Energy Economy

02 Nov 2019

Big Oil, Big Corn both Blast Trump Biofuel Plan

02 Nov 2019  by Kallanish Energy   
Corn farmers, ethanol producers, refinery representatives, energy traders and state and local officials from the Midwest all blasted the Trump administration’s proposed biofuels plan for next year during a public hearing Wednesday, hosted by the U.S. Environmental Protection Agency.

The hearing in Ann Arbor, Michigan, aired the grievances of the opposing oil and corn constituencies President Trump has been working to retain ahead of next year’s election, Kallanish Energy reports.

At issue is a proposal unveiled this month by Trump’s EPA that would increase the amount of corn-based ethanol some oil refineries must blend next year to make up for volumes the agency expects to waive under its Small Refinery Exemption program, Reuters reported.

The proposal was meant to please farmers, while securing a program the oil industry says is crucial to the survival of small oil refining facilities. It has instead drawn criticism from both sides, Reuters reported.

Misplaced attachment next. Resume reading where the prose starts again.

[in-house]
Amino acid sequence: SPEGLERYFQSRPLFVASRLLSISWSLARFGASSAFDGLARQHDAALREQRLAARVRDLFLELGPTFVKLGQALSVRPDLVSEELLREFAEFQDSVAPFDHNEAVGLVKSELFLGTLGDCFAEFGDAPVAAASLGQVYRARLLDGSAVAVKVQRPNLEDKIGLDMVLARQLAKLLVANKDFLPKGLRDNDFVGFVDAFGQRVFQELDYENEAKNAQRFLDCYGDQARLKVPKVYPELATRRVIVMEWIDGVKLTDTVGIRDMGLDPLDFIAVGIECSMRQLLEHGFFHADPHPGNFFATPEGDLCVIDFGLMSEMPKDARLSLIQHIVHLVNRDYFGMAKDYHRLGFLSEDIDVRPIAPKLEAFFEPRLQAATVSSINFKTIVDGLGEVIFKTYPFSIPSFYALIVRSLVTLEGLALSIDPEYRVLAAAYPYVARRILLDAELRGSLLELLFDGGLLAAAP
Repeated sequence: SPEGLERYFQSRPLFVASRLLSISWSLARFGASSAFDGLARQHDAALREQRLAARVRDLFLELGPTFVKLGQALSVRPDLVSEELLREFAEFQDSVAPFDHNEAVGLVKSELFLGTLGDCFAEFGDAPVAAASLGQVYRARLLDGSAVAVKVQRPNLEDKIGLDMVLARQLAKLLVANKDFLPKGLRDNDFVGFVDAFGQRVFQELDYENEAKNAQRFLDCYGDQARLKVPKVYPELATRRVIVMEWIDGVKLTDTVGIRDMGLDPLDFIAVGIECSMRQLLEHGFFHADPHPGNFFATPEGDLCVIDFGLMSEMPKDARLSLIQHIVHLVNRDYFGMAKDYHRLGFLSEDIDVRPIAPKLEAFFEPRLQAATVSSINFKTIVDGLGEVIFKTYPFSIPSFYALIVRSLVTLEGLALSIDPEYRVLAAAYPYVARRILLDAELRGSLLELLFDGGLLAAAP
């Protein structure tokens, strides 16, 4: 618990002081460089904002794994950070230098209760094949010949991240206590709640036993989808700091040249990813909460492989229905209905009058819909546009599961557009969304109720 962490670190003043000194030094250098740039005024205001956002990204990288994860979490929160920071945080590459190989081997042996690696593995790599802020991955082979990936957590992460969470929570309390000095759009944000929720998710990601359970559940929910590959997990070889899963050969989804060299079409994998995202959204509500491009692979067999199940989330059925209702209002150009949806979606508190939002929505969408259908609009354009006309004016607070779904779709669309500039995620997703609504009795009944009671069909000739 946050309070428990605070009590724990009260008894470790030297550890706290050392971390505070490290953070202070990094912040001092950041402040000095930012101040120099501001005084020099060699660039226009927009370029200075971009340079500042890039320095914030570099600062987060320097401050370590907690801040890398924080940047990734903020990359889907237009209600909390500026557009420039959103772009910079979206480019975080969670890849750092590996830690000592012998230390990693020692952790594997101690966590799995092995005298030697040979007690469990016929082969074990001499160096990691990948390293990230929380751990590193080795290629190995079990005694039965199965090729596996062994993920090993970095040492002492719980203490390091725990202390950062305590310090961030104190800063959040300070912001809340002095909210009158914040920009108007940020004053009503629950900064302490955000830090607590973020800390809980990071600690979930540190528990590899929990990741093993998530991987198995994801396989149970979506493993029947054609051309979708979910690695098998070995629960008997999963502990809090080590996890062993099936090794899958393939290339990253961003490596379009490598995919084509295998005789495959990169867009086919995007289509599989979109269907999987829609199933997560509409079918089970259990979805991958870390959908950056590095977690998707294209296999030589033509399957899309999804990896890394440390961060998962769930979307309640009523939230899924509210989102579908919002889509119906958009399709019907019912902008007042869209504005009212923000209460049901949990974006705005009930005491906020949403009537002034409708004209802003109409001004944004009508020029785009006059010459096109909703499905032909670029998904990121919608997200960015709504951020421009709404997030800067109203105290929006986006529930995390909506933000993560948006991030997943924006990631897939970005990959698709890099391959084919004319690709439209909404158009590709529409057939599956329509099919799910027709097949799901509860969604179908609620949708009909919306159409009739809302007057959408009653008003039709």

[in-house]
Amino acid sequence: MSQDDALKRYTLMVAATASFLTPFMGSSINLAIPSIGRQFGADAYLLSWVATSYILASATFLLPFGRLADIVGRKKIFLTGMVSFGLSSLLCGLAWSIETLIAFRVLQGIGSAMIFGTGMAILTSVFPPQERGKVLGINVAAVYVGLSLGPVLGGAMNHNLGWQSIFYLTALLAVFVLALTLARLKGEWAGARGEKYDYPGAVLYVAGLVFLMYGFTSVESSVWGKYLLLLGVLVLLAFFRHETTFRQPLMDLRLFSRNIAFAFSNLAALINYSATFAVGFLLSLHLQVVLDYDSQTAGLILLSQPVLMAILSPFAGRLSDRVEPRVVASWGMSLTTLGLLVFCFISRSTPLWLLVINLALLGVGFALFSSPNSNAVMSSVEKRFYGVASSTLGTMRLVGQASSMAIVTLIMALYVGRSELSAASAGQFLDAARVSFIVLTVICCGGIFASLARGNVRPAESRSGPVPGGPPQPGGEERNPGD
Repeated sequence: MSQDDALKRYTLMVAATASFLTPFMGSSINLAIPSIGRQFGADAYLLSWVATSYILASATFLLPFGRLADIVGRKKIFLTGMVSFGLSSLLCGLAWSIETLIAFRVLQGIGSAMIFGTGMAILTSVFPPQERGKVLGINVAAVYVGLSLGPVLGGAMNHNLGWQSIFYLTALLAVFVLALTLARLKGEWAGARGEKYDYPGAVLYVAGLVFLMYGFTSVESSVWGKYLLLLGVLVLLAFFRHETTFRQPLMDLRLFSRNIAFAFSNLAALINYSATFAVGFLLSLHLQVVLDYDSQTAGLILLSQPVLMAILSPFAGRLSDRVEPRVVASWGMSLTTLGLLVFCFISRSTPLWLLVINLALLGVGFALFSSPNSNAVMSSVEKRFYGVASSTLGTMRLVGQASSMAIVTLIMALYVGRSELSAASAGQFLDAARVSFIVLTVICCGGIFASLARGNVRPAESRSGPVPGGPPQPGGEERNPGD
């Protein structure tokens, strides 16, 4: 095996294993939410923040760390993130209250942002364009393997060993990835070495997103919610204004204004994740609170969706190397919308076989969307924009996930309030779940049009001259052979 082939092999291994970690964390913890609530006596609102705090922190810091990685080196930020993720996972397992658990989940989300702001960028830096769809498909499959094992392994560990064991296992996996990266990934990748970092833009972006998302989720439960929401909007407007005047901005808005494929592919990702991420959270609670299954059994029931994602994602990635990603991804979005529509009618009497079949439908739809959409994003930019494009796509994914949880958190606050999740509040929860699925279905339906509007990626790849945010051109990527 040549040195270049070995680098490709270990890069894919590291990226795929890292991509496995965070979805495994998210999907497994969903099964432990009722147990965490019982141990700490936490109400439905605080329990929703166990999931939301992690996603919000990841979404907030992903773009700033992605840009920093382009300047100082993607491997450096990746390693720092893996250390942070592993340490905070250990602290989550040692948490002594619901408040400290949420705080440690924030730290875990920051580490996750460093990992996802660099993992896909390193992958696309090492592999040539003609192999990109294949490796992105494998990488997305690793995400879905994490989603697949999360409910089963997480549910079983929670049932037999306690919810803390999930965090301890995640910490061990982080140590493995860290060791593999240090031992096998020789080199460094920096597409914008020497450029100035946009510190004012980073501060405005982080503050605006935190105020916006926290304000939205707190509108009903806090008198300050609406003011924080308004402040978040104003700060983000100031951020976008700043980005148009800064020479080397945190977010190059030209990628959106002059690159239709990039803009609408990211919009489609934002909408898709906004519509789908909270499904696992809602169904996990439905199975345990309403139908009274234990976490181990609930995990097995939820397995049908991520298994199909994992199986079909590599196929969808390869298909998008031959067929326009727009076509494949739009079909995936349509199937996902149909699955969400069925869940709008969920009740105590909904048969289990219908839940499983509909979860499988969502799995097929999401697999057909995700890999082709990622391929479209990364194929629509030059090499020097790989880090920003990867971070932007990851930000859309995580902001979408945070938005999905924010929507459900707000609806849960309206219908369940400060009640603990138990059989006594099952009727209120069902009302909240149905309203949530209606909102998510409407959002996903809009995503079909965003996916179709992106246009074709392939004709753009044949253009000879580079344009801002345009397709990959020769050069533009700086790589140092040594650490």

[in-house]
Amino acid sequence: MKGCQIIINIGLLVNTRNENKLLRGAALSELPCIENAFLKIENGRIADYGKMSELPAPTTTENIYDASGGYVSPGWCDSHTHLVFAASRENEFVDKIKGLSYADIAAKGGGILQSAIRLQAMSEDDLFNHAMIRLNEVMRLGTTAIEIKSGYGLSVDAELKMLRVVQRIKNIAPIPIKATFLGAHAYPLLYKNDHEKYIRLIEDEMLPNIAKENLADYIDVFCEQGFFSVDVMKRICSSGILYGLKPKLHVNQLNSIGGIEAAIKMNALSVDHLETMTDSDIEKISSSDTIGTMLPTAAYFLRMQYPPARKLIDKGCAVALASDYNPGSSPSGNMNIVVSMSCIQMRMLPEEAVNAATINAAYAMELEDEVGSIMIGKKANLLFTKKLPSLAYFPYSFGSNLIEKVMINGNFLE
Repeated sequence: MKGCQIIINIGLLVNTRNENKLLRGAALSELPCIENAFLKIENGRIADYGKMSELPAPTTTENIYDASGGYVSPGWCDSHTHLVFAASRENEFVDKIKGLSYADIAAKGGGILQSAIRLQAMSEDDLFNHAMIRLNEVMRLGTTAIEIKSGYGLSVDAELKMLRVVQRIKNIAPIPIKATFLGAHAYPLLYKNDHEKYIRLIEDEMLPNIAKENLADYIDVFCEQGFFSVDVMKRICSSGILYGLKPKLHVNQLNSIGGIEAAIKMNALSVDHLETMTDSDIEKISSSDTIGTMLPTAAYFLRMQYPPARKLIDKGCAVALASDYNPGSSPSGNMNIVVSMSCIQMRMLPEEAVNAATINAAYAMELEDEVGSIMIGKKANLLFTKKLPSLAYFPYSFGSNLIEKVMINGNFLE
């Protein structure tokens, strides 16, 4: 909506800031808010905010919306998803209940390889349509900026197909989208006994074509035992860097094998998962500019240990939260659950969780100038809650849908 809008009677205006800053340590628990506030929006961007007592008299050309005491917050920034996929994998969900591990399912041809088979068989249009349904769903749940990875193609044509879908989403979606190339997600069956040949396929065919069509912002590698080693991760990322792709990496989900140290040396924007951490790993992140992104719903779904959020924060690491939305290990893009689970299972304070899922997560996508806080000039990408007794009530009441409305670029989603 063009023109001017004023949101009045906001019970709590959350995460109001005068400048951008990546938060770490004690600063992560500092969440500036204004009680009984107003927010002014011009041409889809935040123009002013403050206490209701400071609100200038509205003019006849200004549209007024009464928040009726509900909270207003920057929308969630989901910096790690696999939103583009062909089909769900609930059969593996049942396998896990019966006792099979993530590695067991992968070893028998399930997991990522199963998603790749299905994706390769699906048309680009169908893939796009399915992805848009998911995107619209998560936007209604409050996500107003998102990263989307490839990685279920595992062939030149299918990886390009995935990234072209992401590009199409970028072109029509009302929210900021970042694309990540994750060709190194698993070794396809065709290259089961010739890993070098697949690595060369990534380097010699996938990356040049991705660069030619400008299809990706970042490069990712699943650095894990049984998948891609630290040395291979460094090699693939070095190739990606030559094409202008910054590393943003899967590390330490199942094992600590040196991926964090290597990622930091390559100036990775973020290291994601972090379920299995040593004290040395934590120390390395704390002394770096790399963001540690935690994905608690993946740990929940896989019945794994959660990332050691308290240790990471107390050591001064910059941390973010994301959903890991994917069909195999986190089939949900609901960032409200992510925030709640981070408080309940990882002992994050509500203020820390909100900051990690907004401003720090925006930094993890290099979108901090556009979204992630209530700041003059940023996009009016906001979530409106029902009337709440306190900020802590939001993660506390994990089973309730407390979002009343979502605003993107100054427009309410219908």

The corn industry says it does not go far enough to help ailing biofuel producers, already suffering from the impacts of the U.S. trade war with China.

“It is not hard to understand why there is a growing sense of frustration in the heartland,” said Iowa Agriculture Secretary Mike Naig.

The oil industry complains the proposal is unfair to refineries that must do more blending. Patrick Kelly, a spokesman for the American Petroleum Institute, said during the hearing that lasted more than four hours the proposal “punishes the companies already complying” with the nation’s biofuel law, Reuters reported.

The EPA is seeking to finalize the proposal ahead of a Nov. 30, deadline to set 2020 blending requirements.

The U.S. Renewable Fuel Standard (RFS) requires the refining industry to add some 15 billion gallons of ethanol annually to its gasoline, along with additional volumes of other types of biofuels.

But small individual refineries of 75,000 barrels per day or less can secure exemptions from the RFS in a confidential process, provided they prove compliance would cause them disproportionate economic harm.

The EPA has roughly quadrupled the number of waivers granted to small refiners since Trump took office in January 2017, angering the corn industry, which says the exemptions hurt farmers by cutting ethanol blending volumes.

“The rules have changed and now rural America is losing,” said Brian Duncan, farmer and vice president of the Illinois Farm Bureau, Reuters reported. “We were the victims of a classic bait and switch.”

The oil industry says the waivers are crucial to the survival of small refineries and deny the exemptions have a meaningful impact on ethanol demand.

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